Ernie Banks Dies At Age 83
“Mr. Cub” Ernie Banks, the Hall of Fame slugger and two-time MVP passed Friday 1/23/2015; causes not known.
Ernie Banks, known simply as “Mr. Cub” after hitting 512 home runs over a 19-year career.
Best known for his effusive “Let’s Play Two” phrase that epitomized the joy he felt for the game and brought to Wrigley Field, Banks was an 11-time All-Star, a first-ballot Hall of Famer and won consecutive National League MVP awards in 1958-59. Yet, he never appeared in a postseason game, toiling for Chicago Cubs teams that famously finished in the bottom half of the National League in his first 14 seasons. His 277 home runs as a shortstop rank second in baseball history to Cal Ripken Jr.
Ernest “Ernie” Banks (January 31, 1931 – January 23, 2015), nicknamed “Mr. Cub” and “Mr. Sunshine”, was a Major League Baseball (MLB) shortstop and first baseman for 19 seasons, 1953 through 1971. He spent his entire MLB career with the Chicago Cubs. He was a National League (NL) All-Star for 11 seasons, playing in 14 All-Star Games.
Banks was born and raised in Dallas. He entered Negro league baseball in 1950, playing for the Kansas City Monarchs. He served in the US military for two years and returned to the Monarchs before beginning his major league career in September 1953. Banks made his first MLB All-Star Game appearance in 1955. He received two consecutive National League Most Valuable Player awards in 1958 and 1959, and received his first and only Gold Glove award for shortstop in 1960.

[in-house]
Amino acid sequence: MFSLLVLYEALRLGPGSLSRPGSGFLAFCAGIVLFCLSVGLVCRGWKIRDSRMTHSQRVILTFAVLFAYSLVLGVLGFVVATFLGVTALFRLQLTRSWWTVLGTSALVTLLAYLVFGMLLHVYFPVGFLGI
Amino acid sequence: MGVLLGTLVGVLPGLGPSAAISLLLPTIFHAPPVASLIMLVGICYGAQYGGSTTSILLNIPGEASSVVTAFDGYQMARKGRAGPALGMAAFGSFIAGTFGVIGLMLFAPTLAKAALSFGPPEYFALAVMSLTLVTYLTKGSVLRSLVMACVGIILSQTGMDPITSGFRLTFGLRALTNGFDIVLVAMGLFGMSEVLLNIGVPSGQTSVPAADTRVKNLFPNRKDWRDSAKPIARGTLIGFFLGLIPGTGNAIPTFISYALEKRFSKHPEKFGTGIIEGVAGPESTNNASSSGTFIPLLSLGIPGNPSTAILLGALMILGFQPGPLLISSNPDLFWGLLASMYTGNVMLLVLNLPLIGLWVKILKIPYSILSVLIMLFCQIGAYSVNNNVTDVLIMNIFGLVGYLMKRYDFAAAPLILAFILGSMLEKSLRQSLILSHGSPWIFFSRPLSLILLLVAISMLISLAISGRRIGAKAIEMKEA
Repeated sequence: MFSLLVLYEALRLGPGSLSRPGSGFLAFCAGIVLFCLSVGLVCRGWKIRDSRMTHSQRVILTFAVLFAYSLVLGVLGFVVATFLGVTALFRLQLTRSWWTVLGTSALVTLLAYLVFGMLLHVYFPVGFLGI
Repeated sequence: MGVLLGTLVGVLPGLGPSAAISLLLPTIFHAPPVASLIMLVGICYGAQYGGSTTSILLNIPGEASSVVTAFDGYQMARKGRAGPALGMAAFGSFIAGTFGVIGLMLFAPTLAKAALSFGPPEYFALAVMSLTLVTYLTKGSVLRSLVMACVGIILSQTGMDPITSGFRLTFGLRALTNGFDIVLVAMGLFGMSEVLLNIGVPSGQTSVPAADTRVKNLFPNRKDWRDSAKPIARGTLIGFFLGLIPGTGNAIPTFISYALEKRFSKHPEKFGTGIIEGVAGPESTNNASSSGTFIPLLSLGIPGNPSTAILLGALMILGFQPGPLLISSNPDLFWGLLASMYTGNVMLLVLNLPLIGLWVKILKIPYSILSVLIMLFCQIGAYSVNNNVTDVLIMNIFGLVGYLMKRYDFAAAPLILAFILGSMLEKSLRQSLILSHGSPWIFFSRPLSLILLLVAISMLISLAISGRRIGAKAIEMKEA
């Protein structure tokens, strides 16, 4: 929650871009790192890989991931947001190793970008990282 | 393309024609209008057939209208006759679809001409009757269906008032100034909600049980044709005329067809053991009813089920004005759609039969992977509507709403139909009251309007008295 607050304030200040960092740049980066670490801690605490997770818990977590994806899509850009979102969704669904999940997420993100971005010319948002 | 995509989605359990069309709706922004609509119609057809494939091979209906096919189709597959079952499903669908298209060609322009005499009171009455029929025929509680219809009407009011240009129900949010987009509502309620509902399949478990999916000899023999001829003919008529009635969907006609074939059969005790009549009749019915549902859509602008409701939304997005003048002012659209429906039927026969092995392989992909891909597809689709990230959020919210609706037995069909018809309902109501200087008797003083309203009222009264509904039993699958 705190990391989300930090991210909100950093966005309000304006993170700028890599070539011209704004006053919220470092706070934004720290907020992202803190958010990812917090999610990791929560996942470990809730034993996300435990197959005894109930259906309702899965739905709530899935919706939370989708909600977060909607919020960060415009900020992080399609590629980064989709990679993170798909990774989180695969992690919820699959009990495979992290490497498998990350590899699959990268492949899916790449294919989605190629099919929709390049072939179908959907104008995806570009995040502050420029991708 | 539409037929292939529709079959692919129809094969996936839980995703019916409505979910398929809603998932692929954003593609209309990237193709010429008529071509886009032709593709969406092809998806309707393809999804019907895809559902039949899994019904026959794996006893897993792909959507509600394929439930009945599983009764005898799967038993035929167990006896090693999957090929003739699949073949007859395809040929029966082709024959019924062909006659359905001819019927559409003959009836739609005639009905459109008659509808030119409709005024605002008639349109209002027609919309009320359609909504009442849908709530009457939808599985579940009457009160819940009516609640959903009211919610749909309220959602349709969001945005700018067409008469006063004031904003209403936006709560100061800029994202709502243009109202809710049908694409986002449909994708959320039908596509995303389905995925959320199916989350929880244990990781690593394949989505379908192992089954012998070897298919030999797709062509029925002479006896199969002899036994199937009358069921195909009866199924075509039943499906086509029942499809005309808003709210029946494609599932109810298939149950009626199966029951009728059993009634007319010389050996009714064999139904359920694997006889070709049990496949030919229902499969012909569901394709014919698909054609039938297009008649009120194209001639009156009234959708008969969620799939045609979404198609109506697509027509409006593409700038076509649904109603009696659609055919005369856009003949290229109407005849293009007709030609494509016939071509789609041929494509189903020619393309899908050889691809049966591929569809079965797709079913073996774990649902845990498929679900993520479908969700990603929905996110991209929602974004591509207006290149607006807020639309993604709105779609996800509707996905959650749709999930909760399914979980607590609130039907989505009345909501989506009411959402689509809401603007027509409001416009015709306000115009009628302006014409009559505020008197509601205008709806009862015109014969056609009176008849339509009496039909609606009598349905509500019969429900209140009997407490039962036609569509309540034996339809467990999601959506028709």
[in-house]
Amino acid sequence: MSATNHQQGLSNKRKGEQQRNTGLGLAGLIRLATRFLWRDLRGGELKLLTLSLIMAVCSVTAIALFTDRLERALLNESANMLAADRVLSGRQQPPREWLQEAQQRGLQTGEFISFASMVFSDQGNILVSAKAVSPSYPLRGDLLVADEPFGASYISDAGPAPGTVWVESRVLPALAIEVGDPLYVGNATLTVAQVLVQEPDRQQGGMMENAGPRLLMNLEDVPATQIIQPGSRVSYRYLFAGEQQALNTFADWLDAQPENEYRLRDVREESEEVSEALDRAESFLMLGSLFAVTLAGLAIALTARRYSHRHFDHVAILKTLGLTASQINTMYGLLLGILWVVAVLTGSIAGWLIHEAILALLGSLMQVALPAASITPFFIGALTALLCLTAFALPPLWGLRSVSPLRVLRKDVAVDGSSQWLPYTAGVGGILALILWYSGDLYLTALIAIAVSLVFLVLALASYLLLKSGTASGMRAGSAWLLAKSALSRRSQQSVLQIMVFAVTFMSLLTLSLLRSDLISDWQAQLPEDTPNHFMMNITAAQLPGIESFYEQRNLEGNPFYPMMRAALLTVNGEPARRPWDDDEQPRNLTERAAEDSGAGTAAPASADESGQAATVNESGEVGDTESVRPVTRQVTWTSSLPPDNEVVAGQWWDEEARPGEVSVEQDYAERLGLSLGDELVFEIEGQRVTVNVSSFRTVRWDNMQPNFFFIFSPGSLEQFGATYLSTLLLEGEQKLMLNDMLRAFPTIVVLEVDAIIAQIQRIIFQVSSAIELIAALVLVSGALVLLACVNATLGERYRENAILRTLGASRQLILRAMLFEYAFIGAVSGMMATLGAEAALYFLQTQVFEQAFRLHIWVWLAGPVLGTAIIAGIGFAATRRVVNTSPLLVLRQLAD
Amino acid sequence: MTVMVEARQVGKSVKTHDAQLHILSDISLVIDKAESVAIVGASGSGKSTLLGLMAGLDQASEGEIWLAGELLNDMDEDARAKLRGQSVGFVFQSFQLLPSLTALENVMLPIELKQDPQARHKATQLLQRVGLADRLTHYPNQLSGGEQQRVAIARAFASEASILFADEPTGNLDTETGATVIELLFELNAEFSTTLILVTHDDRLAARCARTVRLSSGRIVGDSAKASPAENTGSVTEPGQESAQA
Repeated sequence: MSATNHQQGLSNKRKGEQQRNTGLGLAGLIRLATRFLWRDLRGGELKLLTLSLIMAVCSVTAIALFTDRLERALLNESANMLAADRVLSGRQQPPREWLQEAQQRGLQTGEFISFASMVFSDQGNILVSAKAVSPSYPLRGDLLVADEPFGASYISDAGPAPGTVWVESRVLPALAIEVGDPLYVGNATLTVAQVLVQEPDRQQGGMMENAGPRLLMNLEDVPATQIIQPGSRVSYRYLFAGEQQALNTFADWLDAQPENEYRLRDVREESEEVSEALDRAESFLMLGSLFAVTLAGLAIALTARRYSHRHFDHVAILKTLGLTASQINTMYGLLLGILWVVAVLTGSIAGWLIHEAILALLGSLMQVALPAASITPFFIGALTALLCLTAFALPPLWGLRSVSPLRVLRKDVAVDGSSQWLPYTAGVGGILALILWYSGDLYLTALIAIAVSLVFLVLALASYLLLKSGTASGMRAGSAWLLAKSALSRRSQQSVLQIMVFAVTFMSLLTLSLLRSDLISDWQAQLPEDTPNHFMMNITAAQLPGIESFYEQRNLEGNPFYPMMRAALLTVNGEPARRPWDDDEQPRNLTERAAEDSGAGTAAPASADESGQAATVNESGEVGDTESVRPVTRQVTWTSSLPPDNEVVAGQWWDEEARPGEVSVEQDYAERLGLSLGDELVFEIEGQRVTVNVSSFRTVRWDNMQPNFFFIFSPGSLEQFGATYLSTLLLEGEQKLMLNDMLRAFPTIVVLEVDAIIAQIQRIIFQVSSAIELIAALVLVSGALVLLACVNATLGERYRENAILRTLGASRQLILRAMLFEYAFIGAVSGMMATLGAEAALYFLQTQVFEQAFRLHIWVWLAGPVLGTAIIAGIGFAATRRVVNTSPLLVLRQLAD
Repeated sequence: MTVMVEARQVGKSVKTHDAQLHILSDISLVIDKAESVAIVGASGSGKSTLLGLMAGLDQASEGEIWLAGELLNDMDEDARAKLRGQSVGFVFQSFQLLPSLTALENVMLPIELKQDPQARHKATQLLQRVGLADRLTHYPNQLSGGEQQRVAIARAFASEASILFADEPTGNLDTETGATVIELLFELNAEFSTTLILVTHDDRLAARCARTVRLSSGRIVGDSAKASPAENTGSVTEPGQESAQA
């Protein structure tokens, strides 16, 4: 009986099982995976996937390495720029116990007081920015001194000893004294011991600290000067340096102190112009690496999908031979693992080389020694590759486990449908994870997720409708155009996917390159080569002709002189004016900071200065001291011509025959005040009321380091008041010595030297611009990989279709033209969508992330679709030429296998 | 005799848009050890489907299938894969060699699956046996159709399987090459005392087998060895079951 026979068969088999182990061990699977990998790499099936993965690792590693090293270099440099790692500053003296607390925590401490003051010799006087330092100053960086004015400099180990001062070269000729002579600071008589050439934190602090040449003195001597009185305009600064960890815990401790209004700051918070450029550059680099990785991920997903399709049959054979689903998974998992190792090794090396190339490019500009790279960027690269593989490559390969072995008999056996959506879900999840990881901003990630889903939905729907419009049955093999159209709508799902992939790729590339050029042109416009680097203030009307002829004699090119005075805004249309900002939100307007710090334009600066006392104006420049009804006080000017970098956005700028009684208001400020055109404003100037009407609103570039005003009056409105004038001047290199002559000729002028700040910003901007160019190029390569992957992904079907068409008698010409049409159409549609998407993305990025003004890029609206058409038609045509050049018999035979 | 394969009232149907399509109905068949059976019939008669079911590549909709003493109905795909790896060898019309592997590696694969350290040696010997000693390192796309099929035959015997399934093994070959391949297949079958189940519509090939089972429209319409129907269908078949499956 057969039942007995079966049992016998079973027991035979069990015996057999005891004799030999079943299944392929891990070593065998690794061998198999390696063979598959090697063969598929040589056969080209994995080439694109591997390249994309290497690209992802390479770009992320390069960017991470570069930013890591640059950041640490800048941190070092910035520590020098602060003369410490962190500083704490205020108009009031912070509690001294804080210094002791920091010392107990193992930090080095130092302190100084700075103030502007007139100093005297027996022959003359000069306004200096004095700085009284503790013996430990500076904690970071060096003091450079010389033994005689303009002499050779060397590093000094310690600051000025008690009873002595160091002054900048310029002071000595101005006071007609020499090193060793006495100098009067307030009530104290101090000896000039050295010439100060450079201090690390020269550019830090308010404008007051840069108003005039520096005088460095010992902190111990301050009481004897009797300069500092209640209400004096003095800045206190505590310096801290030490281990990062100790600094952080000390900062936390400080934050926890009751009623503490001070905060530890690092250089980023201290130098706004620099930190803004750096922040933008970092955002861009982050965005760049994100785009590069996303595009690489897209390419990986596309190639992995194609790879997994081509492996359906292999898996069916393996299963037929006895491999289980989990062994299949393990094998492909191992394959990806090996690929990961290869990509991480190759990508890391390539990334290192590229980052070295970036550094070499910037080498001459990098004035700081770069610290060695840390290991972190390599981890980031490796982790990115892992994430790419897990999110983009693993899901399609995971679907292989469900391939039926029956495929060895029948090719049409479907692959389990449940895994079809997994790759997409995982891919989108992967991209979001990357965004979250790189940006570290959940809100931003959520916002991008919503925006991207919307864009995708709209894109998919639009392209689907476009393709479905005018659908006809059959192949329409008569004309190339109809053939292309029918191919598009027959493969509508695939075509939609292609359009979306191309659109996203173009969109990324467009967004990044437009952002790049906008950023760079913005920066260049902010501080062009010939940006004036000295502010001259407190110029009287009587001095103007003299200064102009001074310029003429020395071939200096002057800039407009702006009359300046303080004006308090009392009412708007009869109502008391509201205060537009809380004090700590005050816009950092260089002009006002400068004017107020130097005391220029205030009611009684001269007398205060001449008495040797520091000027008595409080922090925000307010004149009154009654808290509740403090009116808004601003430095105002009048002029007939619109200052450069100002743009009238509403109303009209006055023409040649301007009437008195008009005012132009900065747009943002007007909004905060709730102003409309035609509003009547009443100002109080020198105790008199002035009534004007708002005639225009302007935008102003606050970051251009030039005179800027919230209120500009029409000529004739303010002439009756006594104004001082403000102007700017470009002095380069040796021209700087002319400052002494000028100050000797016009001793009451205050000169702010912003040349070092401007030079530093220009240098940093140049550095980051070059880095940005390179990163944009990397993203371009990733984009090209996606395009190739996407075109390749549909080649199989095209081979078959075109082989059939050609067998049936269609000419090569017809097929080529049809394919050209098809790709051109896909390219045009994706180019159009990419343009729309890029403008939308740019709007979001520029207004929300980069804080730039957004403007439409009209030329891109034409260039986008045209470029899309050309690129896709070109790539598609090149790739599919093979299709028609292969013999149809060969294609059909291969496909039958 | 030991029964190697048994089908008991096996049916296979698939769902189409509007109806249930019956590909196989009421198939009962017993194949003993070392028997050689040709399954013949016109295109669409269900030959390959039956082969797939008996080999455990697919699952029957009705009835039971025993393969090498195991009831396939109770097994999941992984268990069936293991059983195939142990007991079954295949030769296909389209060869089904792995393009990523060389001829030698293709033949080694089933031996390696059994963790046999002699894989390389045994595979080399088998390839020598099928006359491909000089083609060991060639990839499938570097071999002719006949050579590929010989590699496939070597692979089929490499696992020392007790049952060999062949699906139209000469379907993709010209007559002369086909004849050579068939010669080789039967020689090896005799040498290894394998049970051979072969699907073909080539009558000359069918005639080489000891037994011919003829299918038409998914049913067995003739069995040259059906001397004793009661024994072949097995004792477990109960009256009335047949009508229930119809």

He was transferred to the left field position during the 1961 season followed by a final change to first base that year. Cubs manager Leo Durocher became frustrated with Banks in the mid-1960s, saying that the slugger’s performance was faltering, but he felt that he was unable to remove Banks from the lineup due to the star’s popularity among Cubs fans. Banks was a player-coach from 1967 through 1971. In 1970, Banks hit his 500th career home run. In 1972, he joined the Cubs coaching staff after his retirement as a player.E